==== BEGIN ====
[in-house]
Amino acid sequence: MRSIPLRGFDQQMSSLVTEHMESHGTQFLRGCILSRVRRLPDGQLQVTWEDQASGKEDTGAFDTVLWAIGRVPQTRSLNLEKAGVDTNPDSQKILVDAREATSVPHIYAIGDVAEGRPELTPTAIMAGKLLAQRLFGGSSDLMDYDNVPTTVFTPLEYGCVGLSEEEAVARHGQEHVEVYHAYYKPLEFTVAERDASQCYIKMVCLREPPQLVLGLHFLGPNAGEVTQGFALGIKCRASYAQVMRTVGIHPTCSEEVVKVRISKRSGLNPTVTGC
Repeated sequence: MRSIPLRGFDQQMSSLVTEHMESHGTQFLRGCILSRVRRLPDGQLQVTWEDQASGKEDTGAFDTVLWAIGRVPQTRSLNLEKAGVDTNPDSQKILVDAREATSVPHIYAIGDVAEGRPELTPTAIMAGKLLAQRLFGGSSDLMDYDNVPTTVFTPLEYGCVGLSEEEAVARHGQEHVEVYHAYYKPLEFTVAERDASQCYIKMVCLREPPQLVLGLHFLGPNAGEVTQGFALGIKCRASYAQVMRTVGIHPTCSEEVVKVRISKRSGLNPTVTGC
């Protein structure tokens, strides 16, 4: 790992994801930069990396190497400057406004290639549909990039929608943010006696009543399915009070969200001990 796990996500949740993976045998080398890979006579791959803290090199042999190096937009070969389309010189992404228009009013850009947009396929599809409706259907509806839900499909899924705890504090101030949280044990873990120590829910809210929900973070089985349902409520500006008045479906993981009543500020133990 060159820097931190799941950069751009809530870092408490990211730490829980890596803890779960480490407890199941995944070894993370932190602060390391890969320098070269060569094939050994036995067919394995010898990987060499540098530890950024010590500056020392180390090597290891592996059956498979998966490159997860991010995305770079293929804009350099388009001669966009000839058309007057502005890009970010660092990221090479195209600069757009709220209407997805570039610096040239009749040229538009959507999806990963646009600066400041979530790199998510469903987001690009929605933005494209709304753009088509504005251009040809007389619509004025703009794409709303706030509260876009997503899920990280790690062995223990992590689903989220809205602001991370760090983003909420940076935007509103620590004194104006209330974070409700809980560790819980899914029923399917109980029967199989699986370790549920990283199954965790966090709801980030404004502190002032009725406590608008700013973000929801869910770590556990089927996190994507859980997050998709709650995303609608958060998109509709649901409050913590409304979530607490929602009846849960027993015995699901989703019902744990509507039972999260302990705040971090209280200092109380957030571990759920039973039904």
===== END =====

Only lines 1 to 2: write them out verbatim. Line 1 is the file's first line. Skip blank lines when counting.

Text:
[in-house]
Amino acid sequence: MRSIPLRGFDQQMSSLVTEHMESHGTQFLRGCILSRVRRLPDGQLQVTWEDQASGKEDTGAFDTVLWAIGRVPQTRSLNLEKAGVDTNPDSQKILVDAREATSVPHIYAIGDVAEGRPELTPTAIMAGKLLAQRLFGGSSDLMDYDNVPTTVFTPLEYGCVGLSEEEAVARHGQEHVEVYHAYYKPLEFTVAERDASQCYIKMVCLREPPQLVLGLHFLGPNAGEVTQGFALGIKCRASYAQVMRTVGIHPTCSEEVVKVRISKRSGLNPTVTGC